Media literacy

Media literacy against “fake news” | Republic Times

(Editor’s note: Continuing our series on media literacy, this article will explore the need for consumers to be informed about the reliability of news from various sources.)

Just last week, the Department of Homeland Security formed a Disinformation Governance Council. Like Associated press reported, the council was created to counter false and misleading information regarding fake news from Russia as well as US immigration policy.

The announcement drew a wave of mixed reactions. Proponents believe the agency is needed to expose Russia’s spread of false information – in some cases to cover up atrocities – regarding the war in Ukraine.

As AP explained, false information spread on social media can be used to drive the human trafficking economy by intentionally misleading immigrants coming to the United States.

Others see the council as a way to limit free speech, creating a dystopian environment much like author George Orwell’s “Ministry of Truth” in his novel “1984.”

The creation of the Disinformation Governance Board, along with billionaire Elon Musk who recently bought the social media platform Twitter with the stated intention of “protecting free speech”, has put conversations about false and misleading information at the forefront. map of American speech.

The conversations may seem reminiscent of the 2016 US presidential election, when then-presidential candidate Donald Trump popularized the term “fake news.”

In 2019, the Oxford English Dictionary added it as an entry, defining “fake news” as “originally American news that conveys or incorporates false, fabricated, or deliberately misleading information, or that is characterized or accused of doing so”.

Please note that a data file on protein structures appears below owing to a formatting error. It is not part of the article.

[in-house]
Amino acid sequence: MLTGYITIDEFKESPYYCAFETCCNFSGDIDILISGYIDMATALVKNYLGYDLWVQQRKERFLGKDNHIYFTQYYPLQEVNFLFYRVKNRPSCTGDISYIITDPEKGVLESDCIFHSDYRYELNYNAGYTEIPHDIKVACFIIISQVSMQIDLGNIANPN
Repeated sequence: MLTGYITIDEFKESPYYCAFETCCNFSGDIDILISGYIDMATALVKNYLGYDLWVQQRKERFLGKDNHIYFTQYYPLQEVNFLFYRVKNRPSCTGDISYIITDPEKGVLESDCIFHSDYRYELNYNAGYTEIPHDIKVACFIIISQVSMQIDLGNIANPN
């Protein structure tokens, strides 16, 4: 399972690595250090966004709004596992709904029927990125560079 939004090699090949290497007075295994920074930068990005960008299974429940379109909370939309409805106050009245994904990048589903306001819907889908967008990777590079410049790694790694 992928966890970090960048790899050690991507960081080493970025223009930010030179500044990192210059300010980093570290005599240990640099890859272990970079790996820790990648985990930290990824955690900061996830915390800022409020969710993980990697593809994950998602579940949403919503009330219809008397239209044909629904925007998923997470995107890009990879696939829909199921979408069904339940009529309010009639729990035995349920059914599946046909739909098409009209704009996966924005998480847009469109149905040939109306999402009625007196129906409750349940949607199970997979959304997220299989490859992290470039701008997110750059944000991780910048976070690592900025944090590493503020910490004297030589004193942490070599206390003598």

Yet, as the Oxford English Dictionary and Yonty Friesem — co-founder of the Illinois Media Literacy Coalition and adjunct professor at Columbia College — point out, the essence of this definition dates back to well before 2016.

“People think ‘fake news’ started only five years ago,” Friesem said. “Since the beginning of journalism, people have manipulated information and used that information (for specific purposes)… ‘Fake news’ has been politicized, so it’s very common and easy to say ‘Oh, that’s fake news’, but (it is) simply diminishing and reducing a much more complex phenomenon which has different objectives.

First Draft, an organization that educates about harmful misinformation, calls this phenomenon “information disorder.” This broad term includes everything from propaganda to rumors to manipulated media.

With radically different opinions on what constitutes disinformation, the modern media consumer is faced with the difficult task of determining what is “real”.

At what price ?

The intent behind the dissemination of information is an important distinction between misinformation, misinformation, and misinformation. Claire Wardle, co-founder of First Draft, wrote in one of the organization’s publications that misinformation – intentionally false information designed to cause harm – is often motivated by money, political influence or to wreak havoc.

Misinformation is truthful information with the intent to cause harm.

Wardle said not all fake news is spread with malicious intent. Misinformation, Wardle said, is false content shared by someone who doesn’t know it’s false or misleading. Misinformation usually happens when misinformation is shared.

Yet, just because one does not intend to harm does not mean that sharing false or misleading information does not have repercussions.

“I think over the last couple of years we’ve seen a lot of horrible examples of people being misinformed about their health and they’ve died because of it,” Friesem said, referring to the COVID-19 pandemic.